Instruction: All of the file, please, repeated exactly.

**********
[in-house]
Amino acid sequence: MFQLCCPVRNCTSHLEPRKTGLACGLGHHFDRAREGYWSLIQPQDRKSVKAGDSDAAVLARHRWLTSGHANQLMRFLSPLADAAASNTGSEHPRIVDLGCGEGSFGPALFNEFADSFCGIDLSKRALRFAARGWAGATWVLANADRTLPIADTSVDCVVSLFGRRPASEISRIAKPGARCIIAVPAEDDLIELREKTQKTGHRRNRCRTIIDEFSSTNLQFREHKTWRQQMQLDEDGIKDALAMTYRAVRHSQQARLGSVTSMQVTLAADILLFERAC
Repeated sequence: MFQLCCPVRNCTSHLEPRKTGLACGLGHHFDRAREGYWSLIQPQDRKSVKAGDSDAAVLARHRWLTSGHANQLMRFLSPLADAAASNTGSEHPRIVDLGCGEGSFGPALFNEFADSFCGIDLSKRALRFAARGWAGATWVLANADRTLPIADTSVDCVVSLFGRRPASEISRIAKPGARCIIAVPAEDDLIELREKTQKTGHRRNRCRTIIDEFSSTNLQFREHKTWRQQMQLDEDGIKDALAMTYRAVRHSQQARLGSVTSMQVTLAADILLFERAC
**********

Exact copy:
[in-house]
Amino acid sequence: MFQLCCPVRNCTSHLEPRKTGLACGLGHHFDRAREGYWSLIQPQDRKSVKAGDSDAAVLARHRWLTSGHANQLMRFLSPLADAAASNTGSEHPRIVDLGCGEGSFGPALFNEFADSFCGIDLSKRALRFAARGWAGATWVLANADRTLPIADTSVDCVVSLFGRRPASEISRIAKPGARCIIAVPAEDDLIELREKTQKTGHRRNRCRTIIDEFSSTNLQFREHKTWRQQMQLDEDGIKDALAMTYRAVRHSQQARLGSVTSMQVTLAADILLFERAC
Repeated sequence: MFQLCCPVRNCTSHLEPRKTGLACGLGHHFDRAREGYWSLIQPQDRKSVKAGDSDAAVLARHRWLTSGHANQLMRFLSPLADAAASNTGSEHPRIVDLGCGEGSFGPALFNEFADSFCGIDLSKRALRFAARGWAGATWVLANADRTLPIADTSVDCVVSLFGRRPASEISRIAKPGARCIIAVPAEDDLIELREKTQKTGHRRNRCRTIIDEFSSTNLQFREHKTWRQQMQLDEDGIKDALAMTYRAVRHSQQARLGSVTSMQVTLAADILLFERAC